A prominent emerald magnate was assassinated on Saturday, sparking concerns over the possibility of a new “green war.”
Martin Rojas, an influential businessman in Colombia’s emerald industry, was assassinated early Saturday morning in the emerald-rich region of Boyaca, the radio network Radio W reported.
According to Radio W, the 58-year-old was shot to death by unidentified assailants at a cockfighting ring near his home.
Rojas was a key figure in the country’s prosperous yet violent emerald industry, having helped negotiate a peace settlement between Colombia’s top emerald barons in 1991.
The settlement brought an end to a period of fighting known as the “Green Wars,” which left up to 6,000 people dead as industry magnates fought for control over country’s profitable emerald trade.
Roja’s was known as one of the influential figures in the emerald region of Boyaca, and was a shareholder in the mining company Esmeracol, and the Cozquez mine.
Rojas’ assassination is part of an increasing number of attacks against prominent emerald dealers throughout the last year.
Fears of a new “Green War” were sparked after an attack in November which left four people dead and nine people injured in a grenade attack against the emerald magnate, Pedro Rincon.
Rincon, also known as Pedro “Orejas,” is one of the country’s most powerful emerald dealers, and has often been referred to as Colombia’s, “New Emerald Czar.” Rincon was arrested in November over a cache of arms alleged to have been used by paramilitaries. His 23-year-old son died as a result of the attack.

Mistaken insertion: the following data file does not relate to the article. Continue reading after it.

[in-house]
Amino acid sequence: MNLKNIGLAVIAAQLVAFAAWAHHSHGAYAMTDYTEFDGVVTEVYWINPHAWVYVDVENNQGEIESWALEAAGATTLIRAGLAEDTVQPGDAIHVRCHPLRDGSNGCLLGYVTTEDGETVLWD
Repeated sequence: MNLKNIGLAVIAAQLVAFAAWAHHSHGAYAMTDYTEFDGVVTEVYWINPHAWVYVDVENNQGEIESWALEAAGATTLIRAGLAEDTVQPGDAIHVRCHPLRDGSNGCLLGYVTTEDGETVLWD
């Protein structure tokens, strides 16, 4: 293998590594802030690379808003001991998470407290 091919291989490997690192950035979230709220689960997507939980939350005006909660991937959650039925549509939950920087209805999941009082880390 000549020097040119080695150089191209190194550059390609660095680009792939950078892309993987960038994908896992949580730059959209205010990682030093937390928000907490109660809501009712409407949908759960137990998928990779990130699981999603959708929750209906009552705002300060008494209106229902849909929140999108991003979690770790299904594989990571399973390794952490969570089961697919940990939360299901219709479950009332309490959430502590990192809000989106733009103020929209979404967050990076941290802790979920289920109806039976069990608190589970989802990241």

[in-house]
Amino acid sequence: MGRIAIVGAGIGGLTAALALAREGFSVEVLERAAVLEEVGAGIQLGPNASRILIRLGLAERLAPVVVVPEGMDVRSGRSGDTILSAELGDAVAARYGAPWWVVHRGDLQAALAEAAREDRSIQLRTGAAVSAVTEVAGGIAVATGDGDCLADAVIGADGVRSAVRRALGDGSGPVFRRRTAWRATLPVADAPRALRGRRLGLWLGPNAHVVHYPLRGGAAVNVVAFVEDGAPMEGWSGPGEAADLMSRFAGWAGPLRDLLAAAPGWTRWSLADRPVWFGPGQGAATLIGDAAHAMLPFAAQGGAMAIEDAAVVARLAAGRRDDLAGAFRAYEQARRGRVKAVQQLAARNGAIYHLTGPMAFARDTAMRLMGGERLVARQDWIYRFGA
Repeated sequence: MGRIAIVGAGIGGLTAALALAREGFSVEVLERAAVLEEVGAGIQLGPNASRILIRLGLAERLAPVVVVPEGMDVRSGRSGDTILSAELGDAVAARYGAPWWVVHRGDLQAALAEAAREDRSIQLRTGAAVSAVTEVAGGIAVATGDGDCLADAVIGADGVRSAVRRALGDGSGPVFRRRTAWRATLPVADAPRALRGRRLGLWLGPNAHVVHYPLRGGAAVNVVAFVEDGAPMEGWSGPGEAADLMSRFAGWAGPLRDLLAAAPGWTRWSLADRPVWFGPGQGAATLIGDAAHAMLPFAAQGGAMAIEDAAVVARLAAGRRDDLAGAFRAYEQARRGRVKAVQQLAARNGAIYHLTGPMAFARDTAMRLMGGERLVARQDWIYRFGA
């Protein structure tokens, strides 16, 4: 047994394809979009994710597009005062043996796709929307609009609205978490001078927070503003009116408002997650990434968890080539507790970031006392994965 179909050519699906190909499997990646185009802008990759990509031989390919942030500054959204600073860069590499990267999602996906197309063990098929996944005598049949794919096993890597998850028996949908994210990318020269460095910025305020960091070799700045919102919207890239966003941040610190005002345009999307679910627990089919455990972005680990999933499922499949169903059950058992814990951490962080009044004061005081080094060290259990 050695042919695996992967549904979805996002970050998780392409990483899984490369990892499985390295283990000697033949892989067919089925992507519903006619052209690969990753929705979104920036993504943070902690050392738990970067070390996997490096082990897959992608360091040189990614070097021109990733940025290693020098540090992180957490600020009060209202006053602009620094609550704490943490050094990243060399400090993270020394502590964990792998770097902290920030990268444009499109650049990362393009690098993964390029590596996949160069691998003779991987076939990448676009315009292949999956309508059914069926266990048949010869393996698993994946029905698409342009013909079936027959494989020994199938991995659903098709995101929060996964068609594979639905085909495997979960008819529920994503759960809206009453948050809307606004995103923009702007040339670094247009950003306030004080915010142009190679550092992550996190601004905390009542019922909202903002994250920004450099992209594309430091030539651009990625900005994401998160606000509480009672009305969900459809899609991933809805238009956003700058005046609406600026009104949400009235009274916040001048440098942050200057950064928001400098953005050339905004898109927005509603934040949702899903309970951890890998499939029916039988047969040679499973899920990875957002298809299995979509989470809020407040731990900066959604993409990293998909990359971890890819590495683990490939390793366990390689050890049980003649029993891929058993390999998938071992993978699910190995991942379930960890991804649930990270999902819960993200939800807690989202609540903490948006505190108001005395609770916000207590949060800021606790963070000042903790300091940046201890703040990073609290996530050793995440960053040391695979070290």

Rincon’s lawyer, Victor Ramirez, was killed in January in an assassination which — according to an investigation by Colombia’s Directorate of Criminal Investigation (DIJIN) — was ordered by the Murcia brothers, considered to be among Rincon’s main rivals.
Colombia currently produces about 55 percent of the world’s emeralds and legal sales have been worth around $130 million a year for the past five years.
The first emerald mines in Colombia were legalized by the government in 1953. But the miners were left to resolve disputes on their own, which they usually did with guns.
The “Green War” broke out in the 1960s, as emerald magnates used paramilitaries to defend their turf from guerrillas and drug traffickers chasing the industry’s big profits and potential for laundering money using the green gemstones.
In 1985, major Colombia drug cartels became embroiled in the conflict, attempting to take control of the emerald mines.
It was during this time that the late Victor Carranza — long referred to as Colombia’s “Emerald Czar” — solidified his reign over the industry.
With his private paramilitary forces, Carranza succeeded in repelling the attempted incursion by the Colombian drug cartels, and subsequently survived various attempts on his life.
In the early 1990s Carranza brokered a peace deal with the help of the Catholic chruch to end Colombia’s “Green war” which had left thousands dead since its inception in the 1960s.
Carranza was believed to control half of all emerald mining in Colombia, which accounts for 60% of the world’s emerald trade. Prior to his passing in August, he warned that his death could result in a violent power struggle for control of the multi-million dollar trade.
In an Al Jazeera documentary Carranza said, ”The peace we signed 23 years ago is cracking. It’s damaged. People don’t treat it with the respect we gave it when we reached those compromises and that is a very grave and delicate thing. And I don’t like it.”